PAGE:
Did You Know?
Policymakers, practitioners and researchers working together for kidsJanuary 6, 2020
The policy-practice-research collaboration behind the BC Healthy Connections Project — a scientific evaluation of the Nurse-Family Partnership program — is unique. It allows research to be put to use quickly to make a difference for kids and families. Policy and practice partners come from the BC Ministries of Health, Children and Family Development and Mental Health and Addictions, and from four BC regional Health Authorities (Fraser, Vancouver Coastal, Interior and Island Health). The research team comes from four universities (Simon Fraser, McMaster, the University of BC and the University of Victoria).
Economic measures can help reduce substance useDecember 16, 2019
Policy-makers can use economic measures to help reduce problematic substance use for young people. In particular, setting higher taxes on beverages with higher alcohol content has been shown to reduce harmful drinking in young people. For more information, see Vol. 4, No. 3 of the Children’s Mental Health Research Quarterly.
NFP is more than 40 years oldDecember 9, 2019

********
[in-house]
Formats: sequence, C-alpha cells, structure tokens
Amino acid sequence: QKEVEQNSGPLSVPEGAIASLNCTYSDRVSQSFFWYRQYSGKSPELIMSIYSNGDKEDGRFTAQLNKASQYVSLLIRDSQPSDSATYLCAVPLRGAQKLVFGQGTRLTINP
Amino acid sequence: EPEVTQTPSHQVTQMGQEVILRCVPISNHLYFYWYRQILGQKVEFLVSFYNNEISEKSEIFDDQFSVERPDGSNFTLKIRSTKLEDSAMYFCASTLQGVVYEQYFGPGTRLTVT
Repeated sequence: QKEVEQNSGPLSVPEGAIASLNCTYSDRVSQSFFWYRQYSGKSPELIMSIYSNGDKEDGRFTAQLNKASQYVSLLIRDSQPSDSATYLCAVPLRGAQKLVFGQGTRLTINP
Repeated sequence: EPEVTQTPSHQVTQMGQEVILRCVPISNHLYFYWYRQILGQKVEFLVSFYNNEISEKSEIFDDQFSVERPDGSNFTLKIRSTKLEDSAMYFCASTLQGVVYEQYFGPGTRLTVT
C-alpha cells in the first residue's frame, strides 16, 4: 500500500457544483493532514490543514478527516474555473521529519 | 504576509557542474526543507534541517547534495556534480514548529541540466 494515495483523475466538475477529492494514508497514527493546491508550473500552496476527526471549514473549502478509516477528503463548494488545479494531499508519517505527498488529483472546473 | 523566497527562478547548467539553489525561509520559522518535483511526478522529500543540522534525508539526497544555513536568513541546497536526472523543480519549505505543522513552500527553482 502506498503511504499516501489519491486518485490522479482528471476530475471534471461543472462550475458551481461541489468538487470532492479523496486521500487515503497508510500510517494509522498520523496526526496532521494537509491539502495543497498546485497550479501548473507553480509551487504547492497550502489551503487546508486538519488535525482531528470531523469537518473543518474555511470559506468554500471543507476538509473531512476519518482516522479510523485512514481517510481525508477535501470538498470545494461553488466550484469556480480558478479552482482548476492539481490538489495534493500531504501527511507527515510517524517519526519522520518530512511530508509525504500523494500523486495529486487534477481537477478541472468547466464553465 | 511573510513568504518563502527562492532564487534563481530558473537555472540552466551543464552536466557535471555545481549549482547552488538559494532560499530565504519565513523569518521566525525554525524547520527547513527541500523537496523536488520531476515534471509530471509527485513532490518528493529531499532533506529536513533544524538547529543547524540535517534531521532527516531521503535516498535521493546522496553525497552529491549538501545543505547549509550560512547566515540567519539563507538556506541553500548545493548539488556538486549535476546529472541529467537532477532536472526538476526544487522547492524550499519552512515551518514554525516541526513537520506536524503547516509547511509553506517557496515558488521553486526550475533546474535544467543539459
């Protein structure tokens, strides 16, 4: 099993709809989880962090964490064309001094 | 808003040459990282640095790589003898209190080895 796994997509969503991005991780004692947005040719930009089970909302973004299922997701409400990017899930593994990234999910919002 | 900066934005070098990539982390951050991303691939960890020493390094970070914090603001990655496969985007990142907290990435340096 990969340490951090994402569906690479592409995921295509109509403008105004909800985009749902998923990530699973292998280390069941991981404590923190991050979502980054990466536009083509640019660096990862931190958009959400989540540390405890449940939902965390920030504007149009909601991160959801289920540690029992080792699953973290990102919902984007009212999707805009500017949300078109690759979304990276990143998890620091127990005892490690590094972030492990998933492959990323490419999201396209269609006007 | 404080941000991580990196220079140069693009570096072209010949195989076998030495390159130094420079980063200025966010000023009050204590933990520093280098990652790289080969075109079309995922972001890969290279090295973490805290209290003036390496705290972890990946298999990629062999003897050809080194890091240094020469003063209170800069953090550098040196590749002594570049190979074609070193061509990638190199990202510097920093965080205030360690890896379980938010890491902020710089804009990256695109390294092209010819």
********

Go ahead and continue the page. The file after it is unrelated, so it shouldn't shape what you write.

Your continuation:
Developed more than 40 years ago by Dr. David Olds, Professor of Pediatrics, Psychiatry, Preventive Medicine and Nursing at the University of Colorado, Denver, Nurse-Family Partnership (NFP) involves nurses visiting young, low-income, first-time mothers in their homes, roughly twice a month. These home visits start during pregnancy and continue until children reach their second birthday. This program has now been helping US families for more than 40 years.
Strive to reach more families in remote areasDecember 2, 2019
All children with mental disorders need to receive effective treatment. And innovative technologies can help — particularly for addressing service gaps in rural and remote communities. For example, Cognitive Behavioural Therapy can be effectively delivered using handbooks and videos supplemented with telephone coaching to significantly reduce childhood anxiety. For more information, see Vol. 6, No. 2 of the Children’s Mental Health Research Quarterly.
Home visits help new momsNovember 25, 2019
The success of the Nurse-Family Partnership (NFP) program has been documented in the United States, most recently in a study released July 24/17 by James Heckman, a Nobel laureate economist at the University of Chicago. By ages six and 12, children whose mothers received NFP were healthier and had better cognitive and social and emotional skills, he found. Mothers also had better mental health and parenting skills as a result of the program.